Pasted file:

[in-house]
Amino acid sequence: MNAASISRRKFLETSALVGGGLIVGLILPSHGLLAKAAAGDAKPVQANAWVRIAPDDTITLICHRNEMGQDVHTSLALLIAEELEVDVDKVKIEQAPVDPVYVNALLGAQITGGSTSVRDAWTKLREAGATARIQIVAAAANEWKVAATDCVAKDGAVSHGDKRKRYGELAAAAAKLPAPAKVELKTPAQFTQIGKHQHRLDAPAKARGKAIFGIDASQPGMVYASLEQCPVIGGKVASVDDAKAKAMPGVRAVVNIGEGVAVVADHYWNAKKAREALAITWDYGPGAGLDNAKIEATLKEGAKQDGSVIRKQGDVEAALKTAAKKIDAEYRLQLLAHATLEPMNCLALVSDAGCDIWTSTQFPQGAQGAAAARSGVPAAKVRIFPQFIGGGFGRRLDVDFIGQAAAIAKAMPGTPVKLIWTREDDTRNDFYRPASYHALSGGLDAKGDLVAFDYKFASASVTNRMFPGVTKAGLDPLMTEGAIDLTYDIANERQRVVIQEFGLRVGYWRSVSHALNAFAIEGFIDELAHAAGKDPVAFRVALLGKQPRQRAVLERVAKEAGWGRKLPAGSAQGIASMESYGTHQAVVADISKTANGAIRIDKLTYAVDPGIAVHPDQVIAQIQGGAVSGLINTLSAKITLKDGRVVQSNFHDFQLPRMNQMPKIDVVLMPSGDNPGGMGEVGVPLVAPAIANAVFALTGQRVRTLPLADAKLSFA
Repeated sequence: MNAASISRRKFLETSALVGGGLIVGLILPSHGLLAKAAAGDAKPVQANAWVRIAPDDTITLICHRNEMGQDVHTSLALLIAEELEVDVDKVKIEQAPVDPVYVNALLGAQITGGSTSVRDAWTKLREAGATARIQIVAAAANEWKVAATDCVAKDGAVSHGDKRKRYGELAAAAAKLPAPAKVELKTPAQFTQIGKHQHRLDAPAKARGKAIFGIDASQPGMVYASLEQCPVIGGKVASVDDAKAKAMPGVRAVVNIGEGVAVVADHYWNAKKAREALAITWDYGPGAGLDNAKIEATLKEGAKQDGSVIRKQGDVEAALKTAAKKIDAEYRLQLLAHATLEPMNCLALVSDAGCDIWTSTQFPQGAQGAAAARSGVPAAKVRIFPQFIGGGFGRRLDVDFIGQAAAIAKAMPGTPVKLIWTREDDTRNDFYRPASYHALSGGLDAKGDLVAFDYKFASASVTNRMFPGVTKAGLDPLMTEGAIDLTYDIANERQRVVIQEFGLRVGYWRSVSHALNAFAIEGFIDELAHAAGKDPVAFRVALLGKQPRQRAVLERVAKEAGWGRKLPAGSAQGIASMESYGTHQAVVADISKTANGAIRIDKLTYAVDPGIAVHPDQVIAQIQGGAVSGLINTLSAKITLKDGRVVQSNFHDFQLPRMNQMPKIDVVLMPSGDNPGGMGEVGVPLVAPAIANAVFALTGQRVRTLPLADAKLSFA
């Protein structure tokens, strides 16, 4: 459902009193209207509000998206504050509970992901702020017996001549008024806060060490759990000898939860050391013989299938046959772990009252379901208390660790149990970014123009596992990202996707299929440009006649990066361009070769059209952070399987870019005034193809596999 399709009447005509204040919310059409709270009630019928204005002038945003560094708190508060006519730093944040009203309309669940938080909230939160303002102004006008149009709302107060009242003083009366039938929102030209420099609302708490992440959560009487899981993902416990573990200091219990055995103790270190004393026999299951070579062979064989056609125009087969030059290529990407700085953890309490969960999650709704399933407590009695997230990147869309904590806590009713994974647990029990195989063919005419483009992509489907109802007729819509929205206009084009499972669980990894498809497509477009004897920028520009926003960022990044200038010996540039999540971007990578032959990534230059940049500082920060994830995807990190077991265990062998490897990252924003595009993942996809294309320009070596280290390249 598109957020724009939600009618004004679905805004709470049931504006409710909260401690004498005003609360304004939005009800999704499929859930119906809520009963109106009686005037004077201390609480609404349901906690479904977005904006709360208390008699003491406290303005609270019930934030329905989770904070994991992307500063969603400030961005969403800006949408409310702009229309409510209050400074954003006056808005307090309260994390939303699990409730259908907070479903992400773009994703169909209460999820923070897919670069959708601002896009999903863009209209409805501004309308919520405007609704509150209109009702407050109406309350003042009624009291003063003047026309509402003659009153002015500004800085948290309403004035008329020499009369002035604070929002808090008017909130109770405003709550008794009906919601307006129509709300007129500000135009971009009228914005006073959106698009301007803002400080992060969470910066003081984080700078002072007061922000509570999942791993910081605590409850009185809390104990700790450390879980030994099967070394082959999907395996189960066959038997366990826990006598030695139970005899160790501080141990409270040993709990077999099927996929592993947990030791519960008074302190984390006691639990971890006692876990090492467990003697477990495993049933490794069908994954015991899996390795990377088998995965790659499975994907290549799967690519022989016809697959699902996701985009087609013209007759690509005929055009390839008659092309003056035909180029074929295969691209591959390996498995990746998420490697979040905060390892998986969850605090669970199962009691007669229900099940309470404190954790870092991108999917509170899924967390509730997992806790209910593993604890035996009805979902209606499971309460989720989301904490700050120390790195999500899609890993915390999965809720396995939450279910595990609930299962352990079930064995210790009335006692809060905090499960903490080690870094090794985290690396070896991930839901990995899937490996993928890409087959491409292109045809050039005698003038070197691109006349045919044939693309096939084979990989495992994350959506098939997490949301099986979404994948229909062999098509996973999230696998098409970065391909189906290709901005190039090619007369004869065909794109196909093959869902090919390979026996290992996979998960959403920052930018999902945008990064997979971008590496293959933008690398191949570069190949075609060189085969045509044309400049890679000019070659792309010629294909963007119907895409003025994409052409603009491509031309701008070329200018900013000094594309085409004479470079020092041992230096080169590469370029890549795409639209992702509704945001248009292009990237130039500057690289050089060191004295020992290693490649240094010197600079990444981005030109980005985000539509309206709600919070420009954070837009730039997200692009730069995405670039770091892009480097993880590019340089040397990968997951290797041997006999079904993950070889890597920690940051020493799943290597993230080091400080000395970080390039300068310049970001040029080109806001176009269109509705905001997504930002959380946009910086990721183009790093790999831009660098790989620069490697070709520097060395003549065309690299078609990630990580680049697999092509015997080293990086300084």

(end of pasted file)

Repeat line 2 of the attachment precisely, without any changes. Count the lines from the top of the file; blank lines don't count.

Amino acid sequence: MNAASISRRKFLETSALVGGGLIVGLILPSHGLLAKAAAGDAKPVQANAWVRIAPDDTITLICHRNEMGQDVHTSLALLIAEELEVDVDKVKIEQAPVDPVYVNALLGAQITGGSTSVRDAWTKLREAGATARIQIVAAAANEWKVAATDCVAKDGAVSHGDKRKRYGELAAAAAKLPAPAKVELKTPAQFTQIGKHQHRLDAPAKARGKAIFGIDASQPGMVYASLEQCPVIGGKVASVDDAKAKAMPGVRAVVNIGEGVAVVADHYWNAKKAREALAITWDYGPGAGLDNAKIEATLKEGAKQDGSVIRKQGDVEAALKTAAKKIDAEYRLQLLAHATLEPMNCLALVSDAGCDIWTSTQFPQGAQGAAAARSGVPAAKVRIFPQFIGGGFGRRLDVDFIGQAAAIAKAMPGTPVKLIWTREDDTRNDFYRPASYHALSGGLDAKGDLVAFDYKFASASVTNRMFPGVTKAGLDPLMTEGAIDLTYDIANERQRVVIQEFGLRVGYWRSVSHALNAFAIEGFIDELAHAAGKDPVAFRVALLGKQPRQRAVLERVAKEAGWGRKLPAGSAQGIASMESYGTHQAVVADISKTANGAIRIDKLTYAVDPGIAVHPDQVIAQIQGGAVSGLINTLSAKITLKDGRVVQSNFHDFQLPRMNQMPKIDVVLMPSGDNPGGMGEVGVPLVAPAIANAVFALTGQRVRTLPLADAKLSFA